The recent sighting of a male orangutan using a 'bridge' spanning Sungai Resang in Lower Kinabatangan provse that such structures and corridors are vital links between habitats and populations.
KINABATANGAN: Schoolchildren in Japan have come to the rescue of endangered and ‚Äútrapped‚ÄĚ wildlife here by donating money to help buy forest land and prevent groups of the species from being isolated from each other.
The rescue of Sabah’s endangered pygmy elephants and orangutans is already paying off with sighting of animals crossing over from one area to another after having been corralled in increasingly smaller areas by the growing presence of plantation and timber companies.
A 6.2-acre plot of land, identified as a key ecological corridor for elephants and orangutans in Lower Kinabatangan, was recently secured by Borneo Conservation Trust (BCT) with financial support from Fukuyama Zoo, Japan.
According to Dr Toshinori Tsubouchi, chairman of BCT Japan, funds for the land purchase were donated by schoolchildren from Japan who are keenly aware of the plight of the Bornean elephant through educational talks held by the BCT Japan in their schools.
He said Fukuyama Zoo’s concern over Bornean elephant conservation in Lower Kinabatangan led them to spearhead a fundraising campaign for the land purchase.
Sabah Wildlife Department director, Dr Laurentius Ambu, in a joint statement with BCT, expressed his appreciation to Fukuyama Zoo for its effort and support in securing this “link” to re-connect fragmented forests in the state.
The purchase of the land, he said, was “an achievement and another positive step towards the department’s vision to secure the ecological corridors for the wildlife population”.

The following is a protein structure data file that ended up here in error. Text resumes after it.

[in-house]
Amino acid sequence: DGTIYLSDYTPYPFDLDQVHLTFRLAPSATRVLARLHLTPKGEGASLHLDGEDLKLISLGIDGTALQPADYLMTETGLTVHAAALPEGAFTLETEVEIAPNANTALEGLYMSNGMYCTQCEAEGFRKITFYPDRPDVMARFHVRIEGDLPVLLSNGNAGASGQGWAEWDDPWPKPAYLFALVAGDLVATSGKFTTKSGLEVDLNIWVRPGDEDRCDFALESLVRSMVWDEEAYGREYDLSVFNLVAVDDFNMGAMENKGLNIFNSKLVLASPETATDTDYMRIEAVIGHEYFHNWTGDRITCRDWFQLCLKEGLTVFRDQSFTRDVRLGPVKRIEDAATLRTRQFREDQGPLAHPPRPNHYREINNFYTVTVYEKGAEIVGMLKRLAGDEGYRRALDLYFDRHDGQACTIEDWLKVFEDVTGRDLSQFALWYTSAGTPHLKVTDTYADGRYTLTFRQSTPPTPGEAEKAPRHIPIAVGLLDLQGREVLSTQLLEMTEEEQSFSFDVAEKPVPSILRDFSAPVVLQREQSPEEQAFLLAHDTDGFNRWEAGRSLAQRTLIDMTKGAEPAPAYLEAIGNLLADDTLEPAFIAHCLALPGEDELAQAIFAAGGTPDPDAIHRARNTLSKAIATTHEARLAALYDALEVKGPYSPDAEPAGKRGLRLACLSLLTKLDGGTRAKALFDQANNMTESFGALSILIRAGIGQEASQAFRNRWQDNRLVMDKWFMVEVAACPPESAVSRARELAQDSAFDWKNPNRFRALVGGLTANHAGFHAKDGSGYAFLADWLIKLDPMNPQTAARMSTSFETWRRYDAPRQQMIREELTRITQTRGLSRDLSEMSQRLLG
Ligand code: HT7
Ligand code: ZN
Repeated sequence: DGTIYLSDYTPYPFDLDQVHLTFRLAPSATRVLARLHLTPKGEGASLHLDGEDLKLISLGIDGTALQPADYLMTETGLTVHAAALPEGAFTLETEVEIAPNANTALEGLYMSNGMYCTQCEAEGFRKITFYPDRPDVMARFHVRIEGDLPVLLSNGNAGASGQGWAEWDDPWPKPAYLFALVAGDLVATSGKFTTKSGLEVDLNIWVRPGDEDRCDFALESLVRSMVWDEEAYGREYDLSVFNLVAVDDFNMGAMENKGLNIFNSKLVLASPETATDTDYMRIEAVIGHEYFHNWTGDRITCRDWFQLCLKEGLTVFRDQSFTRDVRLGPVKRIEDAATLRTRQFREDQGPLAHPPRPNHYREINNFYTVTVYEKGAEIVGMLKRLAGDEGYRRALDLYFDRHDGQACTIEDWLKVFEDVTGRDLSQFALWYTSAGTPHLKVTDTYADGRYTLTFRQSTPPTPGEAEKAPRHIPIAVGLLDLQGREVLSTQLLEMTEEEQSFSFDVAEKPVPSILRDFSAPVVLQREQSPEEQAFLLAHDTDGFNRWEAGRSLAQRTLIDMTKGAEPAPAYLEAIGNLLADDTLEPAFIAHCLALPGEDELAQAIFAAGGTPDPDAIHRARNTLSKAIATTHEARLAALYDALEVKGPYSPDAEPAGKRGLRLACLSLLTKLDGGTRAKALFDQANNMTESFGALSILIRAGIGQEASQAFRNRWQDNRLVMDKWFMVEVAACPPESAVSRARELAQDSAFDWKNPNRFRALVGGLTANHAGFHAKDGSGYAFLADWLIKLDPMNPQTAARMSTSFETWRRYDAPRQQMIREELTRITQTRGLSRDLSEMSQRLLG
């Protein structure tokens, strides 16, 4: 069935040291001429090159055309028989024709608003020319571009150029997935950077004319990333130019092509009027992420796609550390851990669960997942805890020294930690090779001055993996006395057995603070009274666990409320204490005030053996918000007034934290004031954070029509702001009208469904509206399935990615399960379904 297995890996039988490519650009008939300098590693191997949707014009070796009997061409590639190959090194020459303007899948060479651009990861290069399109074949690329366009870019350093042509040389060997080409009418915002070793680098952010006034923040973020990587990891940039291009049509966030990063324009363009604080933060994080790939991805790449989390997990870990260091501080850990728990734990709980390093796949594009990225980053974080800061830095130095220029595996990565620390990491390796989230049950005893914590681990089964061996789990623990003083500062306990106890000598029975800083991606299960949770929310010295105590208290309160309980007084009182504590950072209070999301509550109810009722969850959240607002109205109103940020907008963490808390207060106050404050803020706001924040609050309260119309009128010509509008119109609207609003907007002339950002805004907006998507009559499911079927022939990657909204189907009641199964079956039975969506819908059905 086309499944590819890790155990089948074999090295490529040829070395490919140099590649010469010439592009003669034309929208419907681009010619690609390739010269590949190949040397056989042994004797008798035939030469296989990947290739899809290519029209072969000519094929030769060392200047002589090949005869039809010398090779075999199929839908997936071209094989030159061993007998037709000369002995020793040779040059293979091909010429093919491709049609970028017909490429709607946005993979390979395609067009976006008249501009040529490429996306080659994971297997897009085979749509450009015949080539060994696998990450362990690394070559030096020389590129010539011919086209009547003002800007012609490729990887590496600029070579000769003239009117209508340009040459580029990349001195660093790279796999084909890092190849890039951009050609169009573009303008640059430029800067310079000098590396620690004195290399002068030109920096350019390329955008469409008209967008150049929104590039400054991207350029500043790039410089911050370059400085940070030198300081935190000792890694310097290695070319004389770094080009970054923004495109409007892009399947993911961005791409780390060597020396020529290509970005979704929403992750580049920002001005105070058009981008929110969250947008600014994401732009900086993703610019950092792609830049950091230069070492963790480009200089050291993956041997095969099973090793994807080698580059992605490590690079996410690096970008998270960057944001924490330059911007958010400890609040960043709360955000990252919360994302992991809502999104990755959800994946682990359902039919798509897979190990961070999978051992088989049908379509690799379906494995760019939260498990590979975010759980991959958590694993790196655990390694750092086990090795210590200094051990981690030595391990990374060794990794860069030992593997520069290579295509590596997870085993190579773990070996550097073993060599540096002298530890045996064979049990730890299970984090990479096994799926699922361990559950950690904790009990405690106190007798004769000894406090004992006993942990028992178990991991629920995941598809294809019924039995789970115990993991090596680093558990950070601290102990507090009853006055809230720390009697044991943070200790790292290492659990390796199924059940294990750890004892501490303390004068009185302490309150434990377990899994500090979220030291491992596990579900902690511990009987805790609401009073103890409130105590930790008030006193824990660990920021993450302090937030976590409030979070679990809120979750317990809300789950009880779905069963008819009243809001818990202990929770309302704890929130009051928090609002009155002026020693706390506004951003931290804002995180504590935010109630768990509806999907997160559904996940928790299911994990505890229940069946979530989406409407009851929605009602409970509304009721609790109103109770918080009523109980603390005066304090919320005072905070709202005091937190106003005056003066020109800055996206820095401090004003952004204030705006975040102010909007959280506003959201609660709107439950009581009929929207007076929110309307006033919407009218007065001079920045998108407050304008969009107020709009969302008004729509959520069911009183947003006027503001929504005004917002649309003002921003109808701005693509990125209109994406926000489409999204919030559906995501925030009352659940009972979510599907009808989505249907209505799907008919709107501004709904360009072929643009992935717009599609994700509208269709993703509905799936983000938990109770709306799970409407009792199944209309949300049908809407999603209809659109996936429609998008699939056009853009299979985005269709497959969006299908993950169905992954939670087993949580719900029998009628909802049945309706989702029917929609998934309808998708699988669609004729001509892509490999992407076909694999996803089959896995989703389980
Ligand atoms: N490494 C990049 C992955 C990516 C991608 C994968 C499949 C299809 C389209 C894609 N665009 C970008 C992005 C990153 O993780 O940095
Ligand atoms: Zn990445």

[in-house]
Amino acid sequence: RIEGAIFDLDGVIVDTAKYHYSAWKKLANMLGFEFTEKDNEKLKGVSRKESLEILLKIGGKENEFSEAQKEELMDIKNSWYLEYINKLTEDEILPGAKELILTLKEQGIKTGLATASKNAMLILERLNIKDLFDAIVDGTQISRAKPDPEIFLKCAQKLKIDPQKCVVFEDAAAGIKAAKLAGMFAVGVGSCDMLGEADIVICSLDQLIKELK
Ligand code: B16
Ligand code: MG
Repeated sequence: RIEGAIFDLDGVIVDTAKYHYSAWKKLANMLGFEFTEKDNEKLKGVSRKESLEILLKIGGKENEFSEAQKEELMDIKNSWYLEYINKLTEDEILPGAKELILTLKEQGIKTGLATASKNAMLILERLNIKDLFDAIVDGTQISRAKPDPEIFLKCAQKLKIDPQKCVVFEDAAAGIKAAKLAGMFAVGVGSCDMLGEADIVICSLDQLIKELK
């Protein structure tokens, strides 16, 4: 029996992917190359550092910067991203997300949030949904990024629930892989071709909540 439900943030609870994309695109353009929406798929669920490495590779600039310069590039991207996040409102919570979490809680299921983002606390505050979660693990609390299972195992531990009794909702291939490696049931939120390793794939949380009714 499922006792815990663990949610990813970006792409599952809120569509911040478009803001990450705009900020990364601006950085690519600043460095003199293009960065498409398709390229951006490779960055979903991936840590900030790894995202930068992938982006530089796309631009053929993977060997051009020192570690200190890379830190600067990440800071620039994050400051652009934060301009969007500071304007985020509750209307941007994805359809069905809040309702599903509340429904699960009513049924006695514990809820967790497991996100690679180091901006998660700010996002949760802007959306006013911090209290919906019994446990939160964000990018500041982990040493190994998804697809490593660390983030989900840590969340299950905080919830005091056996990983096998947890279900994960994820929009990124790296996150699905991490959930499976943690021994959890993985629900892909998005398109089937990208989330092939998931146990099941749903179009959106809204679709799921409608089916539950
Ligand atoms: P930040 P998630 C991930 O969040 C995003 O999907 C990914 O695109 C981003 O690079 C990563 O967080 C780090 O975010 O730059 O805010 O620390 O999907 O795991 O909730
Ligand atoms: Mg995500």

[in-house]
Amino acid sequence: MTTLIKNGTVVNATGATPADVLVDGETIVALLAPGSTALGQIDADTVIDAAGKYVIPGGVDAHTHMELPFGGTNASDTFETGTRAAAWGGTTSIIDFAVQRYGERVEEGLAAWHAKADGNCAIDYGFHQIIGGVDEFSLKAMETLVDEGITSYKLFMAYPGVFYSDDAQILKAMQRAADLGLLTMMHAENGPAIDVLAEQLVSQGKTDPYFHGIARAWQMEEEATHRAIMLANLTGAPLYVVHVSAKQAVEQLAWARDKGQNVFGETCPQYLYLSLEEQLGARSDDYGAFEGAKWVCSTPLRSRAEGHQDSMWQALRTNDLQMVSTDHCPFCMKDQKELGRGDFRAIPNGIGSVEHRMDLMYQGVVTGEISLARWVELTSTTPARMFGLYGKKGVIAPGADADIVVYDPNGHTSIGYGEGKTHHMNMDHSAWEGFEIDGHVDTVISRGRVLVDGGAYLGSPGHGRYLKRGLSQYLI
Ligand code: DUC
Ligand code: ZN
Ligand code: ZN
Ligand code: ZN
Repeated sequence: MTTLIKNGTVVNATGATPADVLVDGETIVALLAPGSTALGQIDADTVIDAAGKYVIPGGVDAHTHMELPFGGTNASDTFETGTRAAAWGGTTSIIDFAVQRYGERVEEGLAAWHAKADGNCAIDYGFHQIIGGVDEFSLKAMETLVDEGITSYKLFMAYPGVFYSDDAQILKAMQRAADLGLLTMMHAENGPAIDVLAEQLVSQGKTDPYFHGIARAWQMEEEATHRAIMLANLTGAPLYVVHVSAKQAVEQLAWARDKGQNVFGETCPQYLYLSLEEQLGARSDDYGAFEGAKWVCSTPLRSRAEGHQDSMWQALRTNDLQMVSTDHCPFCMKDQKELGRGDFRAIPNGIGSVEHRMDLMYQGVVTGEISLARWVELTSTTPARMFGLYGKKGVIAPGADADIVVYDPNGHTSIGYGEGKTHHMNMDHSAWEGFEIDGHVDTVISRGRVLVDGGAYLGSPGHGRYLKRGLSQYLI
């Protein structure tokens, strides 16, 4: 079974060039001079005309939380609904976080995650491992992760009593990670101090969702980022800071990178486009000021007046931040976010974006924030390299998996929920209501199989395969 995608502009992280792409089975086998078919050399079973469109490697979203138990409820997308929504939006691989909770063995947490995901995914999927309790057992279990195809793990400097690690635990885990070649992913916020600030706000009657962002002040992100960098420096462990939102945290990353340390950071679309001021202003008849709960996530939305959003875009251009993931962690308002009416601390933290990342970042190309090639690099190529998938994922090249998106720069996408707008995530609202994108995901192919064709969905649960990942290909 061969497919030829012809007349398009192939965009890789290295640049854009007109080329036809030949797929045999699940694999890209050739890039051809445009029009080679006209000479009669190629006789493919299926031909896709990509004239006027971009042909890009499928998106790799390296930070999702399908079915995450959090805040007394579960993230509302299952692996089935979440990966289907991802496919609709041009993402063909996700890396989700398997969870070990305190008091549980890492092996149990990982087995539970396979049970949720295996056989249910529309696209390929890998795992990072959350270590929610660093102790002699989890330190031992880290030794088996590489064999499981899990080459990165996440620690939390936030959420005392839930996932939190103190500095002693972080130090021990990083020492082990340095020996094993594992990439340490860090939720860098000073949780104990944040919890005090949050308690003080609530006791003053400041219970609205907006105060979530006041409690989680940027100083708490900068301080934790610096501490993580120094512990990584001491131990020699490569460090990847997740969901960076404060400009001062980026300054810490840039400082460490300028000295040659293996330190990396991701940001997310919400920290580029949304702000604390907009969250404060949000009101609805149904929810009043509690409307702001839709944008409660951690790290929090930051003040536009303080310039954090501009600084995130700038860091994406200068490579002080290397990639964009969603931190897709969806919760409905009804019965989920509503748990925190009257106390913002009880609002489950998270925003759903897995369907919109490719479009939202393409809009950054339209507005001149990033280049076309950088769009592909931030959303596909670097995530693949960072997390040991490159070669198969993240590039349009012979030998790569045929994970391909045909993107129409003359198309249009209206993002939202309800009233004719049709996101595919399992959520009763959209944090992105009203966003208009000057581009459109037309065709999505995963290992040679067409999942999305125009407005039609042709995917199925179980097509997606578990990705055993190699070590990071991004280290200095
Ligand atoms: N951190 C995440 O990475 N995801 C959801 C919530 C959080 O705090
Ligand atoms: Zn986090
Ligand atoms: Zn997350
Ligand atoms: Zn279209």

This particular plot will allow the migration of elephants from one part of the Lower Kinabatangan Wildlife Sanctuary to another.
Raymond Alfred, BCT’s head of conservation and research, explained that this concept or model could be duplicated in Sabah as long as corporations know where and how they can contribute.
Alfred said that part of BCT‚Äôs plan to secure the “links” is to get the participation of the commercial sector such as agricultural developers and product suppliers in conservation efforts. This way, they would know how their contributions are used.
‚ÄúThrough implementation of best management practices and restoration of riparian reserve, we would like to see re-established the vital wildlife corridors linking key habitats and protected areas to the larger forest landscape in Segaliud Lokan, Malua and North Ulu Segama”, he said.
The sighting of an “older” male orangutan using a bridge spanning Sungai Resang in Lower Kinabatangan last month, proves that such structures and corridors are vital links between habitats and populations.
Primate researcher from Kyoto University, Yosuke Otani, who observed the crossing on a bridge made out of used fire hoses from Japan, said it took the primate about 30 seconds to cross over without any difficulty.
The unhindered crossing excited wildlife experts here with Ambu re-emphasising the importance of such corridor in the Kinabatangan Wildlife Sanctuary.
Alfred said that two orangutans were also observed using another crossing built by Hutan and BCT in Sungai Menanggul.
Improving and retaining the existing riparian reserve along the Kinabatangan River will allow species such as elephants and orangutans access to food sources and establish crucial genetic links between populations.
BCT is among a group of organisations racing against time to assist Sabah wildlife authorities improve habitat connectivity for the orangutans in Lower Kinabatangan. It is also hoping to re-establish a long-term biodiversity corridor with the help of land developers such as plantations and timber companies.
Alfred said that BCT is working closely with several major stakeholders to develop a follow-up plan to re-establish a biodiversity corridor from the Kinabatangan Wildlife Sanctuary to other continuous forest reserves such as Segaliud Lokan Forest Reserve, Malua Forest Reserve and North Ulu Segama (Bukit Piton Protection Forest).